Though the beer-slinging icehouse is a family tradition in San Antonio, we generally don't encourage mixing children with booze. There are, however, exceptions. Austin's Deep Eddy Sweet Tea Vodka sources its ingredients (with the exception of tea leaves, of course) from Texas. Water is trucked in from the clearest source in the Panhandle, corn comes from South Texas, and the honey is Texan, too. Most of the bottles sent to San Antonio are made with honey sourced from a local entrepreneur — 11-year-old Bo Deweese, a third-generation beekeeper in Terrell Hills who got his start at the age of six.
A few years back, Deep Eddy's founders, Chad Auler and Clayton Christopher, ran into Bo's father at a charity golf tournament, and hearing of the young man's enterprise, decided to try him out as a vendor.
Christopher, who began his own company, Sweet Leaf Tea, at a relatively young age (and then sold it to the Nestlé company), no doubt felt some shared identity with the fledgling businessman.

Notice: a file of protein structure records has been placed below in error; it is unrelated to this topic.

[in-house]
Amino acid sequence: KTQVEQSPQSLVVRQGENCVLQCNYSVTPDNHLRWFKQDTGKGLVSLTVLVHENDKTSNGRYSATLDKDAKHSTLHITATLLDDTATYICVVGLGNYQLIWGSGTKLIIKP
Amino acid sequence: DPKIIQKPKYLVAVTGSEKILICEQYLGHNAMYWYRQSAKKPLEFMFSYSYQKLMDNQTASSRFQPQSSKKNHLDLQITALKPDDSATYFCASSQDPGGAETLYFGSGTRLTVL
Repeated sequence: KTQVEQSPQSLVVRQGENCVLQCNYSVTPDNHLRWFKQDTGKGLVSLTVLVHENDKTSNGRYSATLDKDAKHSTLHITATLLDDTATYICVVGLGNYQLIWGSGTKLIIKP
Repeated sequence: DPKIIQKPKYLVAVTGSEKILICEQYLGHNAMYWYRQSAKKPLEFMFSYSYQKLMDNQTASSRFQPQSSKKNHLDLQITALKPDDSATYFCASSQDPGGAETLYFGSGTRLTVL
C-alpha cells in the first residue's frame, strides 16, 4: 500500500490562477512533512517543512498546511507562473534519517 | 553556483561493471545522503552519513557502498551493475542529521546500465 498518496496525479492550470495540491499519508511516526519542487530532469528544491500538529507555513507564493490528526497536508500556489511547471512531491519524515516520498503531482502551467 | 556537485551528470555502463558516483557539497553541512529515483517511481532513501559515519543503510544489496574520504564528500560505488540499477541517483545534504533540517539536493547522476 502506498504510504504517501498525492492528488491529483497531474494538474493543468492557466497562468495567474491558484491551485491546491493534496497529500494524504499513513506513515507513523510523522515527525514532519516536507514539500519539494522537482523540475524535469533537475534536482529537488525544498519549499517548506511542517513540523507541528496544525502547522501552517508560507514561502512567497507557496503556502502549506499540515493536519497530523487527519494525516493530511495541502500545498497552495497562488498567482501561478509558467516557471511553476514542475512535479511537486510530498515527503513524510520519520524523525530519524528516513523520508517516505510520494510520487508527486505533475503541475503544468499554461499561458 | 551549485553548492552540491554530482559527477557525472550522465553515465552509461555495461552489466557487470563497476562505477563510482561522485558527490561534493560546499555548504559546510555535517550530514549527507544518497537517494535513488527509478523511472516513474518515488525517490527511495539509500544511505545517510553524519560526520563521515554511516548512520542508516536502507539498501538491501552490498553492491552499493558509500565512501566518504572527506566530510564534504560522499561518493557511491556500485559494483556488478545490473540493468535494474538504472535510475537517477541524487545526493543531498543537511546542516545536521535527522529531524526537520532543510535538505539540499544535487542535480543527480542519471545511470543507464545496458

They started slow, purchasing most of Bo's backyard production the first year, which gave Bo enough cash to buy more bee boxes and double his output. Soon, there was enough of the sweet stuff from Bo's bees to supply the stock destined for the SA market. Not wanting to unleash a media onslaught until Bo had settled into his relationship with the Austin distillers, Auler and Christopher kept the story of their young supplier under-wrap until earlier this year, Predictably, the story has attracted quite a bit of media attention.
Made with tea leaves instead of tea-essence, Deep Eddy Sweet Tea has full-bodied flavors that beat most of the Southern-style sweet teas I've been handed. We tried it on the rocks (quite good), and noticed that the flavors expanded when mixed with water. And, though the honey is pronounced, this is tea vodka, not some syrupy-sweet cordial. We were pleased with the straight vodka, too. Distilling 10 times seems excessive, but this is some clean stuff, with no alcohol burn. In a vodka martini? Perfect.